DAILYKENN.com -- Black Ax, a Nigerian crime syndicate operating in Sweden, is accused of forcing women into prostitution. The fake feminist "movement" seems unmoved.
Adherents to cultural Marxism's cult-like mindset remain psychologically bound to the dogma that "everyone is welcome" when referring to non-white "immigrants".
Excerpt from svt.se (Google translation) ▼
The difference between them and other similar networks from Nigeria is that Black Ax is more modern in its way of working. They use technology to avoid police and they can legislate and adapt human trafficking to it, says Andrea, operations manager for Talita in Gothenburg.
SVT News West has been in contact with the police department for trafficking in human beings, which states that lately they have focused mostly on other types of trafficking than prostitution, and that they are therefore not aware of how established Black Ax is in Gothenburg.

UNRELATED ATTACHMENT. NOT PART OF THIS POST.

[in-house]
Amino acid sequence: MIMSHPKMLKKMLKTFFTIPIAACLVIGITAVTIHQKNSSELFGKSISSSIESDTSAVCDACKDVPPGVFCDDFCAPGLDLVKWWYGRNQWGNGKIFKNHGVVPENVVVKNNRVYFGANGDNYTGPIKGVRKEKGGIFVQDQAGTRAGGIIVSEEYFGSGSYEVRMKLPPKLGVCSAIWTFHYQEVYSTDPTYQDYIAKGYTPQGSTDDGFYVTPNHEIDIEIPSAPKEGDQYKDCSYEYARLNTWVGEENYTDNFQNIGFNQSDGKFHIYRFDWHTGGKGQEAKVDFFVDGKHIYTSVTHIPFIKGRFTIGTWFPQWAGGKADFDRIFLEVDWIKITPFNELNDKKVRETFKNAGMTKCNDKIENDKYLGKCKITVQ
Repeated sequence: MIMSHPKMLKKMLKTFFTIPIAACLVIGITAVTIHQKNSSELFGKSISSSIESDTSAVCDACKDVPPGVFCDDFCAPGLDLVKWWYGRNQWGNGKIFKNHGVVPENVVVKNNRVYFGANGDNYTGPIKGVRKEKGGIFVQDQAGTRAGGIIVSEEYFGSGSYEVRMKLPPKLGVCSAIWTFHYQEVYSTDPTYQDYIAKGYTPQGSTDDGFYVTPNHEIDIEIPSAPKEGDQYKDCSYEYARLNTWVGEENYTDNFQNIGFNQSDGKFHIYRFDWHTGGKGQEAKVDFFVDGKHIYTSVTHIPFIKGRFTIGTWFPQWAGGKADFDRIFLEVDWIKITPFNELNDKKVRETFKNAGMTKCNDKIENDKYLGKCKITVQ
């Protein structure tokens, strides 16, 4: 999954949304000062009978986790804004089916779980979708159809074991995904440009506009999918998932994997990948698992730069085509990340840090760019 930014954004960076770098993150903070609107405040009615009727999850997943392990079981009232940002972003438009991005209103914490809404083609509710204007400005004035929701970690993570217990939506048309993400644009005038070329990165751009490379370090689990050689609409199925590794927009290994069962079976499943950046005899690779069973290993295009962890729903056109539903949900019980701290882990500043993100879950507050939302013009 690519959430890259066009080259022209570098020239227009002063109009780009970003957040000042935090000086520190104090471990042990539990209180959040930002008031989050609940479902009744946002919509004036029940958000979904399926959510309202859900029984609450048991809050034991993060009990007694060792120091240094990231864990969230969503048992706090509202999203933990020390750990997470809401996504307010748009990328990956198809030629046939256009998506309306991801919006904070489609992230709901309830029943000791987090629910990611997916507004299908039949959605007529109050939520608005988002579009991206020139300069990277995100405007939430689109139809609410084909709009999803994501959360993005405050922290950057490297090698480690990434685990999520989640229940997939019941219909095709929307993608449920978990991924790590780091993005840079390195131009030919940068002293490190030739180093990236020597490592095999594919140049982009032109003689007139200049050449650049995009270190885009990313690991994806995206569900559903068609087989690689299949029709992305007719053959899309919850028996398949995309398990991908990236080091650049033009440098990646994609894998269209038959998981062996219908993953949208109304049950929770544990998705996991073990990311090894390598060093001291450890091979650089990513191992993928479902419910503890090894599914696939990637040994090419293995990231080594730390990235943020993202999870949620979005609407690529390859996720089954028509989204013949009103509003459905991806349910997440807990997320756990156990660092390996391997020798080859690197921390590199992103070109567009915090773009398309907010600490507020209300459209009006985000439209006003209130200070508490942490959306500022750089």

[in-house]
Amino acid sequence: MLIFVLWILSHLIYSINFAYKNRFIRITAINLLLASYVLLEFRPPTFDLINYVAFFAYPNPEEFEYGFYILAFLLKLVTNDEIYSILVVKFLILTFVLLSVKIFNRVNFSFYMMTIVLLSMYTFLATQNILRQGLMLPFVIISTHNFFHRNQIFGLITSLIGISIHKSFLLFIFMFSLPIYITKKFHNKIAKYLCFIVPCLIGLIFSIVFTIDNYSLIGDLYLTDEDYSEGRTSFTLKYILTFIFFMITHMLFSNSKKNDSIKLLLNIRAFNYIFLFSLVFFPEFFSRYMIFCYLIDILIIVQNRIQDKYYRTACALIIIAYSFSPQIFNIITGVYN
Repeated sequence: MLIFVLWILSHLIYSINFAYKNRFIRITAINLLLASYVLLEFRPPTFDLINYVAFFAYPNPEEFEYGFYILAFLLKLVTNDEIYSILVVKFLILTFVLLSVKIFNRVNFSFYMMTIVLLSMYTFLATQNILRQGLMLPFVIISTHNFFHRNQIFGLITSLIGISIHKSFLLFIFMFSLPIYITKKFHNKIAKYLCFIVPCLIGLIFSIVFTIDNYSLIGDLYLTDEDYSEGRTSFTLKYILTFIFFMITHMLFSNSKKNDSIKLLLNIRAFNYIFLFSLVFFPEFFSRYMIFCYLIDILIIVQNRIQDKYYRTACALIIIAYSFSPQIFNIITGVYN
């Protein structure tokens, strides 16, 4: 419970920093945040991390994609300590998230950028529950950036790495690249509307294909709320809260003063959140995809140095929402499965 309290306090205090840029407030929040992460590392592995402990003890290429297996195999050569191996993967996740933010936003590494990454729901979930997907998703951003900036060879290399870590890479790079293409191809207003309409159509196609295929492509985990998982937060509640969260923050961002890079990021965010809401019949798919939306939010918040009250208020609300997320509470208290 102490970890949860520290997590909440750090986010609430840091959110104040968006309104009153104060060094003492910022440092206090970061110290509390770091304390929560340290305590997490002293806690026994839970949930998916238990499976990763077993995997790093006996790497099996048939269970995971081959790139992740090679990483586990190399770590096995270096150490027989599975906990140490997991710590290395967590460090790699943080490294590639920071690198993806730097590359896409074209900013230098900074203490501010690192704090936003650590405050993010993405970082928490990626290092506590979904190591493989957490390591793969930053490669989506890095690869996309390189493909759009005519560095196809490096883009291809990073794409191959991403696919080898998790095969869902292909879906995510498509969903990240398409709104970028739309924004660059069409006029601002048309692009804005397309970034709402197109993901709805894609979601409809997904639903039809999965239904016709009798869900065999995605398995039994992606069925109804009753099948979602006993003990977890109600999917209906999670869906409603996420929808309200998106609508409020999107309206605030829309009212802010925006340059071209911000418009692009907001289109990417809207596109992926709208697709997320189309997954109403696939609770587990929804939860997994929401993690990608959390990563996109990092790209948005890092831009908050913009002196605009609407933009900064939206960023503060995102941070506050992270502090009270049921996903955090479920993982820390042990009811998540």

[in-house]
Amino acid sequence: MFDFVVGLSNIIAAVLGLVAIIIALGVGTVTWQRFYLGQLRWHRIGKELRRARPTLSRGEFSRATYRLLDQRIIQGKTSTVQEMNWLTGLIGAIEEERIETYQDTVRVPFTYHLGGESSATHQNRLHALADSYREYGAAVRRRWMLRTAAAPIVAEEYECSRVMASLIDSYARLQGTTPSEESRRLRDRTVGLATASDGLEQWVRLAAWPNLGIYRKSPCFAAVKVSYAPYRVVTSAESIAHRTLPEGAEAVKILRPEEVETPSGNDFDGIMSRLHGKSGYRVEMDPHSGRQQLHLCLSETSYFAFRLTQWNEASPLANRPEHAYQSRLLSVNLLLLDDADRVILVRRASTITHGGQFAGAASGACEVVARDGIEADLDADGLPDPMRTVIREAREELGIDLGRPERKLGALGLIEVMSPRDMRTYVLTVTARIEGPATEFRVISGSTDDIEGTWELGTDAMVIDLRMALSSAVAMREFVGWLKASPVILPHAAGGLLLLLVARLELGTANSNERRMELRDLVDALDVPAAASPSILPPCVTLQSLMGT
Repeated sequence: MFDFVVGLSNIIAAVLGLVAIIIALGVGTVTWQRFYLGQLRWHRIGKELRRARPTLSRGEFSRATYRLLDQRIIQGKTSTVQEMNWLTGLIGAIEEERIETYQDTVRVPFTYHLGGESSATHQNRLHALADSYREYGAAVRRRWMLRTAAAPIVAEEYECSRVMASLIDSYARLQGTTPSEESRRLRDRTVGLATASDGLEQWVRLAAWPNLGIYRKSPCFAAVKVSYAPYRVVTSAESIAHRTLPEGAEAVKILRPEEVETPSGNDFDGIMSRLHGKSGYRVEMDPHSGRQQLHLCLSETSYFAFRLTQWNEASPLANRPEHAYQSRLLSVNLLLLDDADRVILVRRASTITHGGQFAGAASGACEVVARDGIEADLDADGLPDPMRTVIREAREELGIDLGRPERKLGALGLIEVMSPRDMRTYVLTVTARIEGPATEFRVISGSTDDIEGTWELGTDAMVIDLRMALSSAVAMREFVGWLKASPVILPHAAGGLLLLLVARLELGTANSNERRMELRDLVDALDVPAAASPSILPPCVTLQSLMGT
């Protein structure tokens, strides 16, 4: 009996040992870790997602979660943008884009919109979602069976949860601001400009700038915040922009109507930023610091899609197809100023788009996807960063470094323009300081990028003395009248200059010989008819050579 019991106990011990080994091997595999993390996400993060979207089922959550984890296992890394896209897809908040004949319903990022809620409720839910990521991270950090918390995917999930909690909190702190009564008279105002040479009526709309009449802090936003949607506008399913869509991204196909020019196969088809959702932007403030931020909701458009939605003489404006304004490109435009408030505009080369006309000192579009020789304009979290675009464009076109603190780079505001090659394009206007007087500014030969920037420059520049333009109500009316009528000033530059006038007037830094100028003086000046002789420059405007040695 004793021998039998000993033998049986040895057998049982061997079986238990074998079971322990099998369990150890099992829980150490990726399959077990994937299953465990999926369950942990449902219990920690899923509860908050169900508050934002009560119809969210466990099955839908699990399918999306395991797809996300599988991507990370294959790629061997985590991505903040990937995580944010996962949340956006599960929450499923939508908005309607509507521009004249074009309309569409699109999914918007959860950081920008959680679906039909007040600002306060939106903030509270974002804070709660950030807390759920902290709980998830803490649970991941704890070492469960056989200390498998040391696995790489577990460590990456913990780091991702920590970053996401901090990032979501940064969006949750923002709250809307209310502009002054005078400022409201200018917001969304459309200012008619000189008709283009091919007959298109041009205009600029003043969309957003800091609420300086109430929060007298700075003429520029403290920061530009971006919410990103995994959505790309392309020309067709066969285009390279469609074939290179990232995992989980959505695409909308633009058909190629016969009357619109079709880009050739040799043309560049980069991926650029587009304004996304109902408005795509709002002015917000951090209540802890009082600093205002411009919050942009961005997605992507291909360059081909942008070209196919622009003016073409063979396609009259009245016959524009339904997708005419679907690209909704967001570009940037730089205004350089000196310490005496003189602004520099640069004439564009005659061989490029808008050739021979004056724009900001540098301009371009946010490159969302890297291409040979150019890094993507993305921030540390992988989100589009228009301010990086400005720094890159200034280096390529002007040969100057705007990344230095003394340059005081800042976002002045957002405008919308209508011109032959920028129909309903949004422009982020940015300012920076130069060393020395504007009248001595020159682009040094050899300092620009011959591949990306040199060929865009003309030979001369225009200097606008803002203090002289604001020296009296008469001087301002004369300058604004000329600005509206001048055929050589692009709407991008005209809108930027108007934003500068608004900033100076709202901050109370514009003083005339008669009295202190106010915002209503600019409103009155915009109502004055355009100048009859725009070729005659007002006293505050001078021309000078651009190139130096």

"Don't know what organization they really work for"
The organization Talita does not want to state exactly how many women you have been in contact with who should have been part of the Black Ax, but Andrea's head of operations Andrea wants to point out that the number of blacks can be large.
- Very few of the women from Nigeria dare to talk about their traffickers at all. And many are so far down the hierarchy that they don't know what organization they really work for, she says.